- New research shows Australian chicken meat production is highly water efficient.
- As competition for water increases, the chicken meat industry is well positioned to deliver greater economic value than most other commodities.
- The report has identified that there are both on-farm and off-farm opportunities to improve water security for the chicken meat industry. This includes pathways to improve water allocation security and the implementation of new technologies.
Australia is facing unprecedented water shortages in response to a changing climate and rising demand for water which presents a serious challenge for the local chicken meat industry.
New research funded by AgriFutures Chicken Meat Program and delivered by Integrity Ag and Environment, has addressed this challenge head on, investigating water use and water security in Australian chicken breeder farms, hatcheries, grow-out farms, and processing plants.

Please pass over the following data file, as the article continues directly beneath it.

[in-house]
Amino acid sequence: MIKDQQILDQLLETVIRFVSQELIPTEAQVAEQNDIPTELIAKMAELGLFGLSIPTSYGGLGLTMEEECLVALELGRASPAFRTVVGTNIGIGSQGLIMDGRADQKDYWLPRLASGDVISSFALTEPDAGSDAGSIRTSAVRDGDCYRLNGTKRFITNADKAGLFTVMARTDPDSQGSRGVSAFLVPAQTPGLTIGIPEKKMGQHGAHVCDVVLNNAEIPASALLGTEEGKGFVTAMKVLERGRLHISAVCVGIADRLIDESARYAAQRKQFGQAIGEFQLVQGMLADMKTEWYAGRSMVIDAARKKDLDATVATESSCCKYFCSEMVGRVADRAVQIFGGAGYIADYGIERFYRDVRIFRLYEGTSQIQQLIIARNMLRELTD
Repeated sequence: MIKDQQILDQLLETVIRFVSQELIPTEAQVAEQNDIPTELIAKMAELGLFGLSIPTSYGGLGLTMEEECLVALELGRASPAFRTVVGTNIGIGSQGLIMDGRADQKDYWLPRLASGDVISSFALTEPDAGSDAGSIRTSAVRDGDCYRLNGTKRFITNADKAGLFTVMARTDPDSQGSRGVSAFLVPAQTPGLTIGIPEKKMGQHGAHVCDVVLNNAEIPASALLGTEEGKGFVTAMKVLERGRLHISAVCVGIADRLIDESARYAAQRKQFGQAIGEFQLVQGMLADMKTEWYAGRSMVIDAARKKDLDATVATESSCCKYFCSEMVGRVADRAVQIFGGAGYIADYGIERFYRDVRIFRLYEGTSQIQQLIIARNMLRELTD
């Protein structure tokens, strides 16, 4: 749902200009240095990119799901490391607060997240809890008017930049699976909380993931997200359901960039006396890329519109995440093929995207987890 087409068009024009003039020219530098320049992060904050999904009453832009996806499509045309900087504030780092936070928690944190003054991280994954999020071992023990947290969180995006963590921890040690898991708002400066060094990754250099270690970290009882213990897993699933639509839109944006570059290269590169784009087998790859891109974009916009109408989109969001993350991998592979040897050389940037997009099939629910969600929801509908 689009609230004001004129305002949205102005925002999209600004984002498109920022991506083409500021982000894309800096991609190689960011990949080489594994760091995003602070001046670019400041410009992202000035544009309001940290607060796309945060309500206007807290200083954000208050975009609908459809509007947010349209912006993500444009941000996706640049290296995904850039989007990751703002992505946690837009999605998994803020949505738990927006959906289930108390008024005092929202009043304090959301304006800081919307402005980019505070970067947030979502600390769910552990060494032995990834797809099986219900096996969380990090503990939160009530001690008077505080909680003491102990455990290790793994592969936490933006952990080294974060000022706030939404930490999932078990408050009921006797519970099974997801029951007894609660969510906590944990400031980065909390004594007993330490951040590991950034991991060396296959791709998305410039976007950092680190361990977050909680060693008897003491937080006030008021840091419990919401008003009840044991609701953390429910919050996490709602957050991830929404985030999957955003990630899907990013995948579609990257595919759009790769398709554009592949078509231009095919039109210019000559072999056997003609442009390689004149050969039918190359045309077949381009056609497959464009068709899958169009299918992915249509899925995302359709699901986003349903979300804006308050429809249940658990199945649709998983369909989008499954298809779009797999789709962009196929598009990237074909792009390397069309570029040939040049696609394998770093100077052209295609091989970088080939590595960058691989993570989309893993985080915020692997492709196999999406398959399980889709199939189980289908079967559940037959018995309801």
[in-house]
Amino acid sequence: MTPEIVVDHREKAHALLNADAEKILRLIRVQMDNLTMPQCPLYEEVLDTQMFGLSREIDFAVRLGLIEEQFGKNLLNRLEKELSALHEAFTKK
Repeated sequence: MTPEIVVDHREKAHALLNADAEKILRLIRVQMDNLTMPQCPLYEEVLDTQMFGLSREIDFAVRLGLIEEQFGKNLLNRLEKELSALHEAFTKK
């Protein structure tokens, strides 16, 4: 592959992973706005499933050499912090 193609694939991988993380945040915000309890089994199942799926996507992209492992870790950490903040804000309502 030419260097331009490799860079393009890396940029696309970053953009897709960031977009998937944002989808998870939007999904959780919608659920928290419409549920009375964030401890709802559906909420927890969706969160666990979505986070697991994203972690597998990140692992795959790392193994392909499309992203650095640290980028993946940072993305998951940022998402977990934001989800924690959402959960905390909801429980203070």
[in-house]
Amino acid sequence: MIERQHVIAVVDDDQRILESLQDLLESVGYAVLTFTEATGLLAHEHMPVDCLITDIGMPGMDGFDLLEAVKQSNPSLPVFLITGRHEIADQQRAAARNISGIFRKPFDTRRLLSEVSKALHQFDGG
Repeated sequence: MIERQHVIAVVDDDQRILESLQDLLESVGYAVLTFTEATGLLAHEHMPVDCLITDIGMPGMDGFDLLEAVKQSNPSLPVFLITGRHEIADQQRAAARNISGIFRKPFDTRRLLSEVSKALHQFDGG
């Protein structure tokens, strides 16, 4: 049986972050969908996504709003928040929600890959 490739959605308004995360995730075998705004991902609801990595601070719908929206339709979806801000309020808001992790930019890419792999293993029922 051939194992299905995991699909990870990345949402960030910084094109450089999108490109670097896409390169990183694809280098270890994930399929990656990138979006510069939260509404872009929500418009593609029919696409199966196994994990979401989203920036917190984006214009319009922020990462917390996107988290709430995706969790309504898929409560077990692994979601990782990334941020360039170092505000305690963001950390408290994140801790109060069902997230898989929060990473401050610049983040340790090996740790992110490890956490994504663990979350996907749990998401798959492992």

Delivering the most value per megalitre
Compared to other Australian agricultural commodities, chicken meat production was found to be highly water efficient. Chicken meat outperforms all of the comparison horticultural and meat products assessed in the study for both economic and nutritional value per megalitre of water required.
Marty Robinson, Integrity Ag and Environment, Environmental Engineer has worked to deliver the research project over the past 18 months with lead researcher Eugene McGahan, Integrity Ag and Environment, Agricultural and Environmental Engineer.
Mr Robinson said, “We were pleased to find that the chicken meat industry is one of Australia’s top performers for water use efficiency. That makes it one of the most economically valuable industries in Australian agriculture and that’s something consumers and policymakers alike should know about.”
Pathways to water productivity
According to Annie Lane, AgriFutures Australia Manager, Research (Chicken Meat) the intent of the research was to identify and recommend clear pathways to improve water productivity for the chicken meat industry in order to future proof its water security.
“The research has given us not only a robust knowledge base about the industry’s water use but also a number of real solutions to improve water security. These include some close loop options as well as water allocation or licensing policy settings that can be changed.”